The Legal Examiner Mark The Legal Examiner Mark The Legal Examiner Mark search twitter facebook feed linkedin instagram google-plus avvo phone envelope checkmark mail-reply spinner error close
Skip to main content

Another new Zofran lawsuit has been filed in federal court, and is likely to soon join the newly established Zofran MDL in the District of Massachusetts.

The Plaintiff, a resident of Arkansas, filed the complaint in the Eastern District of Louisiana against Zofran manufacturer GlaxoSmithKline (GSK). She blames the company for her son’s birth defects.

Mother Blames Zofran for Son’s Cleft Palate and Clubfeet

According to her complaint, the Plaintiff was prescribed Zofran (ondensatron) to treat and prevent her symptoms of morning sickness while she was pregnant with her son, B.H. She started taking the medication early in her first trimester and continued taking it through her third trimester. Her son was born in 2007.

Immediately after his birth, B.H. was diagnosed with several severe congenital defects. These included a cleft palate and bilateral clubfeet. His mother now believes it was because of his in utero exposure to Zofran that he developed these defects.

A cleft palate is a defect in which the baby’s mouth and face don’t develop properly. The tissues that make up the lip and palate normally fuse together between the second and third months of pregnancy, but this fails to occur in children with the defect, which leaves an opening where the connection would have taken place. Treatment typically requires surgery, and often more than one.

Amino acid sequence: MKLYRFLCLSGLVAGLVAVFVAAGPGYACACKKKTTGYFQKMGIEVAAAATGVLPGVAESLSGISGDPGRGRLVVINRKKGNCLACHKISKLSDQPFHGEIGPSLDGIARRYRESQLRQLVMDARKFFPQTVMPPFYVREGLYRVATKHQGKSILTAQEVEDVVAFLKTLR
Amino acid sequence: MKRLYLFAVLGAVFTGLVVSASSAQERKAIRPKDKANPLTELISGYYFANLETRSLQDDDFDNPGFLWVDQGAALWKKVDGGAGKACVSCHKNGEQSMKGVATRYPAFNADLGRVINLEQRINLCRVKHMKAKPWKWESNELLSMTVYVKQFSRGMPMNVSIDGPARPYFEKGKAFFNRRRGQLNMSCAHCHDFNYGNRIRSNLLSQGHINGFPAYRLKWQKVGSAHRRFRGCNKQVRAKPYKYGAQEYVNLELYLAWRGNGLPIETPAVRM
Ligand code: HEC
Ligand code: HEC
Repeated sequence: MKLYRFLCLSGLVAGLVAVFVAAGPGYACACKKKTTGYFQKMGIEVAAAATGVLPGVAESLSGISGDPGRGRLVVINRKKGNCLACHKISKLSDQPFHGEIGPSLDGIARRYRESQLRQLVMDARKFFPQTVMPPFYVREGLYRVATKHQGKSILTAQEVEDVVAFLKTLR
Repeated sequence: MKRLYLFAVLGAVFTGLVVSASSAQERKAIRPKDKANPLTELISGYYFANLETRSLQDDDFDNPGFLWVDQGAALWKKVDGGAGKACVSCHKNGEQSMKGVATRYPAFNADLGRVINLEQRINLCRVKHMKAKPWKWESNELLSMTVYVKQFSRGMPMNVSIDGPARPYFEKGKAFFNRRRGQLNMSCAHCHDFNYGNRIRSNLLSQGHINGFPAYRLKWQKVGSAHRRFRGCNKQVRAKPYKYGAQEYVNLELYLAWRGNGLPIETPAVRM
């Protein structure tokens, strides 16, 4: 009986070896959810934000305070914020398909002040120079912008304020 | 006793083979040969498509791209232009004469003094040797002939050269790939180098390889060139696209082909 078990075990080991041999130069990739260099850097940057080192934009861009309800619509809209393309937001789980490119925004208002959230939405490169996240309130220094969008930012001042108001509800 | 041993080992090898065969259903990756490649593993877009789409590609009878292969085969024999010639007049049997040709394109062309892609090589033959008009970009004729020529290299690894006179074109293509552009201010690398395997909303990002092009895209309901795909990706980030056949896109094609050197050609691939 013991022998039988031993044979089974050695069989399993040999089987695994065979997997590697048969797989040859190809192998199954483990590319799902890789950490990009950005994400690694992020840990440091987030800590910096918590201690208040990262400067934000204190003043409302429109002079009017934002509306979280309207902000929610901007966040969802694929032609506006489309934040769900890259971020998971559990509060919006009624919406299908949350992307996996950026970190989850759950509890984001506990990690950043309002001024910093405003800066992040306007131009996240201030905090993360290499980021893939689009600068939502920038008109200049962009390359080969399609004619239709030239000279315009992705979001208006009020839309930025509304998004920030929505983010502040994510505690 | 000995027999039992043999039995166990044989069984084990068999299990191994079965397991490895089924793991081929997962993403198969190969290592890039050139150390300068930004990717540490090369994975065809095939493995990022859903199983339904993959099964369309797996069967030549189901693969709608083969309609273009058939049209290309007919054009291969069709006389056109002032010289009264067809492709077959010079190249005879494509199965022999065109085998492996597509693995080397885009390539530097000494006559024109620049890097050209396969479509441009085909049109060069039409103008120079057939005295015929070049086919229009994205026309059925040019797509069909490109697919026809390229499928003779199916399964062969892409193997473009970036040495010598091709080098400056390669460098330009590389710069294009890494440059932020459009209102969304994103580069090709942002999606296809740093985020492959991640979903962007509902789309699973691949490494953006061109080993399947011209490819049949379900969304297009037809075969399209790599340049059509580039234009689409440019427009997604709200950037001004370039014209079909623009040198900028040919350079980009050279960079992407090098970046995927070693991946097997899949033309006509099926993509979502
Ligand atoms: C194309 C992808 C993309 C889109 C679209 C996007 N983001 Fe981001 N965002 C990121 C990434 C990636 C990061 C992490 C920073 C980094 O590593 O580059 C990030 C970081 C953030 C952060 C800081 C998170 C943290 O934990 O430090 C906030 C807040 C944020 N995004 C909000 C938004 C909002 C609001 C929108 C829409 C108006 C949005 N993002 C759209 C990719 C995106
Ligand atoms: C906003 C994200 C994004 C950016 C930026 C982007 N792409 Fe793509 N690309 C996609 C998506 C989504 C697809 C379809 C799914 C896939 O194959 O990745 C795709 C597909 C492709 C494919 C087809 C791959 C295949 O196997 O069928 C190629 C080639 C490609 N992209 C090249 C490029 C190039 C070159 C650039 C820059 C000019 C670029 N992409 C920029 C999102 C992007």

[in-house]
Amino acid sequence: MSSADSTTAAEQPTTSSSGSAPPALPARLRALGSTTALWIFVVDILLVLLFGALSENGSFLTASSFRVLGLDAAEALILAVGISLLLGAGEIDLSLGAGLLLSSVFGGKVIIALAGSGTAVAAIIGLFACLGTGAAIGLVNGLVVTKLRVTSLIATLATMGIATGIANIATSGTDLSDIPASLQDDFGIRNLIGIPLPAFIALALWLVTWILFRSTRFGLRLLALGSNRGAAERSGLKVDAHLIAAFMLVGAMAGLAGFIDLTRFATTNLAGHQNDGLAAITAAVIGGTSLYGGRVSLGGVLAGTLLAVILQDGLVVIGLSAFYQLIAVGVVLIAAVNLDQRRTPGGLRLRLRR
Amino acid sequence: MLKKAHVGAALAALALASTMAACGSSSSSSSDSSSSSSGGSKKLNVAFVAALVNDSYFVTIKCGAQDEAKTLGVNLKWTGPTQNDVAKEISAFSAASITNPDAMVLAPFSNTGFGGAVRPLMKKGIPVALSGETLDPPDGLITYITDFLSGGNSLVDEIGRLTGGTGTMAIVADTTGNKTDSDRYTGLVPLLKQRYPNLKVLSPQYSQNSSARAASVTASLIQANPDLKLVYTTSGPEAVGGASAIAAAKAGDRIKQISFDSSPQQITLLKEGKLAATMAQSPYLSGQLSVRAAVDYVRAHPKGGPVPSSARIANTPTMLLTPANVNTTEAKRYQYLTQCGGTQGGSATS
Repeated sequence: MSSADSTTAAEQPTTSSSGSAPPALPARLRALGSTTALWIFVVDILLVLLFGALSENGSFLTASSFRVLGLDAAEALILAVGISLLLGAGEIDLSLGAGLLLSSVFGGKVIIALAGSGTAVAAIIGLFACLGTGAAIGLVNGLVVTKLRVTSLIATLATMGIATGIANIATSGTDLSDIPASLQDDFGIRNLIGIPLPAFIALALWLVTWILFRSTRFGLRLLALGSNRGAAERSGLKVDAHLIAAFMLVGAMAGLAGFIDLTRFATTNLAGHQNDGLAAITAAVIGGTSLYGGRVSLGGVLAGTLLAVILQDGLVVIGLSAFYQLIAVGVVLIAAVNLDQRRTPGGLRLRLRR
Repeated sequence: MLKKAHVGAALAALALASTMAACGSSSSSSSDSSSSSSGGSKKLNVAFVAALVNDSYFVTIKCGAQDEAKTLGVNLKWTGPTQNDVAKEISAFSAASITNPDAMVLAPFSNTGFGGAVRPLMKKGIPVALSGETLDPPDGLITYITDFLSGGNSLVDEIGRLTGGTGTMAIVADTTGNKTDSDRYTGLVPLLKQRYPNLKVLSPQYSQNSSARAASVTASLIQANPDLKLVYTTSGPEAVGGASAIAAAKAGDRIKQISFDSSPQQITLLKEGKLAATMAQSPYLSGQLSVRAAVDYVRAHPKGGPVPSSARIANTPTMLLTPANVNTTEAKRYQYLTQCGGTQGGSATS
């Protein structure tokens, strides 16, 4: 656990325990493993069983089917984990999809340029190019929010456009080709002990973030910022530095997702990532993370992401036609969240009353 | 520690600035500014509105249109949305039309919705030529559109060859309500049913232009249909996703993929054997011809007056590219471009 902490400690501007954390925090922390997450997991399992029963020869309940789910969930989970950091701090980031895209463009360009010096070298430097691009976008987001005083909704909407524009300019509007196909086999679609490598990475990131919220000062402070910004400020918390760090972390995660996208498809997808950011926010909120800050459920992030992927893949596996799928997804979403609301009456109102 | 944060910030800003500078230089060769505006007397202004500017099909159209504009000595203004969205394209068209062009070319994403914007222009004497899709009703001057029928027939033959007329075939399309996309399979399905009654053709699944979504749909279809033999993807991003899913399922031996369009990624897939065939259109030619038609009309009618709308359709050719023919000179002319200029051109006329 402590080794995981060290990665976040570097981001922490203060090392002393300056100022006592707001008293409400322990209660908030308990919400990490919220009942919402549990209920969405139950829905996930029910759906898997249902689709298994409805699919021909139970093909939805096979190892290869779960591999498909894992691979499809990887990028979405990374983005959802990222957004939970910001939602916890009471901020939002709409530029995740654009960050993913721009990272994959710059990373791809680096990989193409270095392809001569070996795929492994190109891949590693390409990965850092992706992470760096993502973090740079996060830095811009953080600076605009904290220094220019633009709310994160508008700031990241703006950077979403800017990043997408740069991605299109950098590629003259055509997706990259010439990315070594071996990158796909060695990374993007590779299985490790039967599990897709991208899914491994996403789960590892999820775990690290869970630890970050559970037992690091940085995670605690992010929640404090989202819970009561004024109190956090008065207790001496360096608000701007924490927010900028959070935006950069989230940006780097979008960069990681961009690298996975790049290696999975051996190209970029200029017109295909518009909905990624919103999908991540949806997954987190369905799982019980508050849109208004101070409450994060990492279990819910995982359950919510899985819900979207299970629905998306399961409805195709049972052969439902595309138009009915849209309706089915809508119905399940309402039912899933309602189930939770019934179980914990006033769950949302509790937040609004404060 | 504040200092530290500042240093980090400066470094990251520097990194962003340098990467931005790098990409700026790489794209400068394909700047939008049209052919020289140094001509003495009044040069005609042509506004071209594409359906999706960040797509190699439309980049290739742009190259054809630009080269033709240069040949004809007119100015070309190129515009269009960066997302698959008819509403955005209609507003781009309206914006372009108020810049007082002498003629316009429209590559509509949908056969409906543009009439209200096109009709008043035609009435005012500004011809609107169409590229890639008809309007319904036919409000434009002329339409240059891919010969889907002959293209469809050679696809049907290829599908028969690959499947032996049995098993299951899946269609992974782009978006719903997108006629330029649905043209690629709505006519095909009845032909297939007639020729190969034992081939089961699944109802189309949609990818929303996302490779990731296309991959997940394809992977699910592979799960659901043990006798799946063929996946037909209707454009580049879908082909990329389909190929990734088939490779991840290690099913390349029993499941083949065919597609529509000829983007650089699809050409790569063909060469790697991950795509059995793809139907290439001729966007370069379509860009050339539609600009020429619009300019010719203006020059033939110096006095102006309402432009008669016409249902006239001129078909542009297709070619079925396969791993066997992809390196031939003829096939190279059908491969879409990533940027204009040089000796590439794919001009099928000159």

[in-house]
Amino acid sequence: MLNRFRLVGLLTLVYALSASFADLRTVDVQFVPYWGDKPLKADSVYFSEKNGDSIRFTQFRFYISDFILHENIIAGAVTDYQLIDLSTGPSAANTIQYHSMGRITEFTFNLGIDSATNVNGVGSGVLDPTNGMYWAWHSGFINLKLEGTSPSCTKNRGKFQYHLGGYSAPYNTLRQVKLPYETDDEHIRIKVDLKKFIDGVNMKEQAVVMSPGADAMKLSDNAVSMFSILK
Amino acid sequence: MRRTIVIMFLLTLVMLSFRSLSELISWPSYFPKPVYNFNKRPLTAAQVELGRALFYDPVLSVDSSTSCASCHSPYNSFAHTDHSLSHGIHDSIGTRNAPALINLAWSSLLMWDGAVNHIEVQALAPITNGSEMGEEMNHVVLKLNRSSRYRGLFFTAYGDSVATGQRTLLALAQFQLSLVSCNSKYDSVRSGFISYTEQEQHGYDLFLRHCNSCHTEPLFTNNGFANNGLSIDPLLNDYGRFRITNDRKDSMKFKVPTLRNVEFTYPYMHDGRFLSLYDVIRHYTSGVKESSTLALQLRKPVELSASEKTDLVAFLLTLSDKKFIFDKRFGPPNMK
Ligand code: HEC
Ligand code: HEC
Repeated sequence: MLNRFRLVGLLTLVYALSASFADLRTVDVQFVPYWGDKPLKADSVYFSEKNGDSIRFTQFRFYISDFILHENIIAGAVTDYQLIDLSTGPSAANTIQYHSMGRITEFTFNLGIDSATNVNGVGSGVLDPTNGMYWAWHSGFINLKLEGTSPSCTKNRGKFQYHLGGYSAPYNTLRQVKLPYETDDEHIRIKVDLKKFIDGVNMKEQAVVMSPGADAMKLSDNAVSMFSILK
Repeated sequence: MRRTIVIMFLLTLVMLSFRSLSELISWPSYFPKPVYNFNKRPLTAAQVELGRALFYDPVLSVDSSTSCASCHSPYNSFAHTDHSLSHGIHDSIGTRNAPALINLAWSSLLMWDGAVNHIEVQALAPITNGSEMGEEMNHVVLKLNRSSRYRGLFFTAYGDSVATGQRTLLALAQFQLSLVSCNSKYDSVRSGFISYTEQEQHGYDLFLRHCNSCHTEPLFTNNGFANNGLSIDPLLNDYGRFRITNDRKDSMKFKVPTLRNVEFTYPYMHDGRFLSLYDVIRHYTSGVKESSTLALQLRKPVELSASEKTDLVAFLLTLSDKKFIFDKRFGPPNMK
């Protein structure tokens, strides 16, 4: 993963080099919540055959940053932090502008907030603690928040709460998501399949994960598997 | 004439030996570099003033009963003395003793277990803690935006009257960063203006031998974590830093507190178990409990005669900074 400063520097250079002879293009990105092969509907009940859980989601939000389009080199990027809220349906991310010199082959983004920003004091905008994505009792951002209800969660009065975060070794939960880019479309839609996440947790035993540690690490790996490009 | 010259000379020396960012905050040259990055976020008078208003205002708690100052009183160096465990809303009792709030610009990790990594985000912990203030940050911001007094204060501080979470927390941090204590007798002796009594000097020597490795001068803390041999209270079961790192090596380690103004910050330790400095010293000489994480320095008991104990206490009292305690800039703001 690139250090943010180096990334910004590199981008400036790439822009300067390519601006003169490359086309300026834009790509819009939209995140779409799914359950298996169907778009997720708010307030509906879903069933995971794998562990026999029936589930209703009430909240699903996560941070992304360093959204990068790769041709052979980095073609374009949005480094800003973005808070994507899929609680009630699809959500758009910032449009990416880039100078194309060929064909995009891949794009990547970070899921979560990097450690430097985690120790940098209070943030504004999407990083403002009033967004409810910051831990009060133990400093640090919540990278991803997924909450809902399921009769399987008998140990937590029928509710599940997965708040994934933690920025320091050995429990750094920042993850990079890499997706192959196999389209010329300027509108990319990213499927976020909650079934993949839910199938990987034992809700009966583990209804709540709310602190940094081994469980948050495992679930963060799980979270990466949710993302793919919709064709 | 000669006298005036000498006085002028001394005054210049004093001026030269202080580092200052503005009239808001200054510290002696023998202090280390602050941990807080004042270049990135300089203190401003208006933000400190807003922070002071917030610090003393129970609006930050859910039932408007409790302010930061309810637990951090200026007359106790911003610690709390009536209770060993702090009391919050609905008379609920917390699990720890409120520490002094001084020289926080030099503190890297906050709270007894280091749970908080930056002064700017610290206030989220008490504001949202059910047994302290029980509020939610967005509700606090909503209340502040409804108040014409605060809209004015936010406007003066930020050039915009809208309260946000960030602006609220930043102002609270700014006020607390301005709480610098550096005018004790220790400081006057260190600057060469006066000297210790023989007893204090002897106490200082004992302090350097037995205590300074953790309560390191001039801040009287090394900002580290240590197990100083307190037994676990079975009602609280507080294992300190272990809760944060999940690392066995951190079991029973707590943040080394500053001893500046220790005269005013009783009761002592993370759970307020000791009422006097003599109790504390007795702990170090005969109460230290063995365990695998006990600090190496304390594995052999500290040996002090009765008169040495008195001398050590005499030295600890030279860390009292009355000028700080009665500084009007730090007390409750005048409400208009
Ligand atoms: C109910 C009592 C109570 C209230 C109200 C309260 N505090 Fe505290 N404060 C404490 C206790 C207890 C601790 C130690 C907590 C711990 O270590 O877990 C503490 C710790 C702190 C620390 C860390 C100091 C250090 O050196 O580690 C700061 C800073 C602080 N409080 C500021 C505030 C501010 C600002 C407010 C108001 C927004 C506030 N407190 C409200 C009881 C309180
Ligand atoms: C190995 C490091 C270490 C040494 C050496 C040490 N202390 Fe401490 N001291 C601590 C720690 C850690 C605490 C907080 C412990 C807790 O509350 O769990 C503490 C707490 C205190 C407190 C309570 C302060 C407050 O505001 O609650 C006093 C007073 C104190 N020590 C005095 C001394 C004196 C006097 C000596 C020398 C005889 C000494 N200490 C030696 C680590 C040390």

A clubfoot is the general name for a number of birth defects that affect the shape of the baby’s foot. Usually the foot is twisted or positioned awkwardly with the leg, to look like a golf club, with underdeveloped tissues connecting the muscles to the bone. About half the children who have this defect have it in both feet, including the Plaintiff’s son. Treatments typically include casting, repeated repositioning, stretching, use of braces for long periods of time, and sometimes surgery.

The Plaintiff states that she had no family history of any of these conditions, and that B.H. has two siblings who were born perfectly fine. She adds that neither she nor her doctor were aware of the potential risks in taking Zofran, and that had she known, she would have never taken it while pregnant.

FDA Did Not Approve Zofran for Pregnant Women

The plaintiff alleges in her case that GSK never tested their product in pregnant women to determine its safety. Indeed, they didn’t even have FDA approval to market it to pregnant women. The FDA had approved the drug only for use in those recovering from surgery or going through chemotherapy.

Though it is illegal for companies to advertise their drugs for so-called “off-label” or non-approved uses, GSK did just that, promoting Zofran to gynecologists as a treatment for morning sickness. “GSK’s conduct was tantamount to using expectant mothers and their unborn children as human guinea pigs,” the Plaintiff states.

GSK Pays $3 Billion to Settle Criminal Charges

Through its advertising campaigns, GSK pushed Zofran to become the number one most prescribed drug for morning sickness in the 2000s. They did this despite receiving reports of birth defects associated with Zofran starting in 1992. By the year 2000, GSK had received at least 32 of these reports, and to date, at least 200.

In 2012, GSK pled guilty to criminal charges for promoting their drugs, including Zofran, for off-label uses, and agreed to pay $3 billion in a settlement with the U.S. Department of Justice.

Comments are closed.

Of Interest